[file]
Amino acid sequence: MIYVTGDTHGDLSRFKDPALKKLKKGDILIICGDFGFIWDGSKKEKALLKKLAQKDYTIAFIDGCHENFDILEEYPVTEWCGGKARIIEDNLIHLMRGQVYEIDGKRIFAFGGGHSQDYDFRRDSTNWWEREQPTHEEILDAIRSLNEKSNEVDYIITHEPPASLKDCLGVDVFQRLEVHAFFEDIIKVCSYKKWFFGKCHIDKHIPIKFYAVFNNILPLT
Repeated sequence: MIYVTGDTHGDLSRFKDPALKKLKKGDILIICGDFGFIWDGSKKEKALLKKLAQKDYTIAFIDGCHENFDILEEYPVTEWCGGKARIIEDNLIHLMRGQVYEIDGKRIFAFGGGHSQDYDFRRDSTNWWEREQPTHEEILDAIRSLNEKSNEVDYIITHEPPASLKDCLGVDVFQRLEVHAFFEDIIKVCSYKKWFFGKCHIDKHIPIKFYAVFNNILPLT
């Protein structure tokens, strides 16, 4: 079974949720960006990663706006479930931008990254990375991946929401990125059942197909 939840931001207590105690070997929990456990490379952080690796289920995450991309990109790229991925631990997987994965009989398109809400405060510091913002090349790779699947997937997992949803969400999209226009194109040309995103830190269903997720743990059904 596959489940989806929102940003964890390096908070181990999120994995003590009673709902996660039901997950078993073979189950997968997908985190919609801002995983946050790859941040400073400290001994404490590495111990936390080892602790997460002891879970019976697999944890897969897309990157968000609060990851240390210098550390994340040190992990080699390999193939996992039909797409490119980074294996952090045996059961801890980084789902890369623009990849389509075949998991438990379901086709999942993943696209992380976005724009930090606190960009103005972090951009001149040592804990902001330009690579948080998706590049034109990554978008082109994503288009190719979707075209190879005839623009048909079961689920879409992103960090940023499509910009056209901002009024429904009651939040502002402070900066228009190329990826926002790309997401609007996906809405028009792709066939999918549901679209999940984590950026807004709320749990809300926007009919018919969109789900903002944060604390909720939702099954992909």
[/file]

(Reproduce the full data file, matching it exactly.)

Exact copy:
Amino acid sequence: MIYVTGDTHGDLSRFKDPALKKLKKGDILIICGDFGFIWDGSKKEKALLKKLAQKDYTIAFIDGCHENFDILEEYPVTEWCGGKARIIEDNLIHLMRGQVYEIDGKRIFAFGGGHSQDYDFRRDSTNWWEREQPTHEEILDAIRSLNEKSNEVDYIITHEPPASLKDCLGVDVFQRLEVHAFFEDIIKVCSYKKWFFGKCHIDKHIPIKFYAVFNNILPLT
Repeated sequence: MIYVTGDTHGDLSRFKDPALKKLKKGDILIICGDFGFIWDGSKKEKALLKKLAQKDYTIAFIDGCHENFDILEEYPVTEWCGGKARIIEDNLIHLMRGQVYEIDGKRIFAFGGGHSQDYDFRRDSTNWWEREQPTHEEILDAIRSLNEKSNEVDYIITHEPPASLKDCLGVDVFQRLEVHAFFEDIIKVCSYKKWFFGKCHIDKHIPIKFYAVFNNILPLT
């Protein structure tokens, strides 16, 4: 079974949720960006990663706006479930931008990254990375991946929401990125059942197909 939840931001207590105690070997929990456990490379952080690796289920995450991309990109790229991925631990997987994965009989398109809400405060510091913002090349790779699947997937997992949803969400999209226009194109040309995103830190269903997720743990059904 596959489940989806929102940003964890390096908070181990999120994995003590009673709902996660039901997950078993073979189950997968997908985190919609801002995983946050790859941040400073400290001994404490590495111990936390080892602790997460002891879970019976697999944890897969897309990157968000609060990851240390210098550390994340040190992990080699390999193939996992039909797409490119980074294996952090045996059961801890980084789902890369623009990849389509075949998991438990379901086709999942993943696209992380976005724009930090606190960009103005972090951009001149040592804990902001330009690579948080998706590049034109990554978008082109994503288009190719979707075209190879005839623009048909079961689920879409992103960090940023499509910009056209901002009024429904009651939040502002402070900066228009190329990826926002790309997401609007996906809405028009792709066939999918549901679209999940984590950026807004709320749990809300926007009919018919969109789900903002944060604390909720939702099954992909």